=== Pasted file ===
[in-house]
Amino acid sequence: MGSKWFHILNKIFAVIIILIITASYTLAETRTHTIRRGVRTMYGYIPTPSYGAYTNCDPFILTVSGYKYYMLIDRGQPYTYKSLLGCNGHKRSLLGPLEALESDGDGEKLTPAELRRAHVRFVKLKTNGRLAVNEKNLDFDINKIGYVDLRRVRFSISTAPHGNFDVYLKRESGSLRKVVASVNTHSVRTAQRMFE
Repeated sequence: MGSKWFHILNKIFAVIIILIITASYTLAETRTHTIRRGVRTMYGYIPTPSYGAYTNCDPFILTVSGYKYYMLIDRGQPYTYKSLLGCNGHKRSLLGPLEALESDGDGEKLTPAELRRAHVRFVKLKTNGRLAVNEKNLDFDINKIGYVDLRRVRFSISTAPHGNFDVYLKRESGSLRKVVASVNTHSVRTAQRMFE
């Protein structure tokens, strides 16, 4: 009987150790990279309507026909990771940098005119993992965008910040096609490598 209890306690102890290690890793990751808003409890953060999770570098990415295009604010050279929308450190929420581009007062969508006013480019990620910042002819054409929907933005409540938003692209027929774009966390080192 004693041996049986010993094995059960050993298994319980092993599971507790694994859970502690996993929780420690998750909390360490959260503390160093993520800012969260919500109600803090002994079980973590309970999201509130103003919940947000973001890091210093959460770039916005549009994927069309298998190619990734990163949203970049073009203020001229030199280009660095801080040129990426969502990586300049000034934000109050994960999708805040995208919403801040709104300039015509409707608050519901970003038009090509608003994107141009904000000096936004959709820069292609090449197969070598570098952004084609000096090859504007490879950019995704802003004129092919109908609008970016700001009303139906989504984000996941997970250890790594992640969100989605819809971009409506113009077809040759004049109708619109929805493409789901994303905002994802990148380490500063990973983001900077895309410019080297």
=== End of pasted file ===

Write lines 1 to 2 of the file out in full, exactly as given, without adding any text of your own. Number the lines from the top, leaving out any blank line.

[in-house]
Amino acid sequence: MGSKWFHILNKIFAVIIILIITASYTLAETRTHTIRRGVRTMYGYIPTPSYGAYTNCDPFILTVSGYKYYMLIDRGQPYTYKSLLGCNGHKRSLLGPLEALESDGDGEKLTPAELRRAHVRFVKLKTNGRLAVNEKNLDFDINKIGYVDLRRVRFSISTAPHGNFDVYLKRESGSLRKVVASVNTHSVRTAQRMFE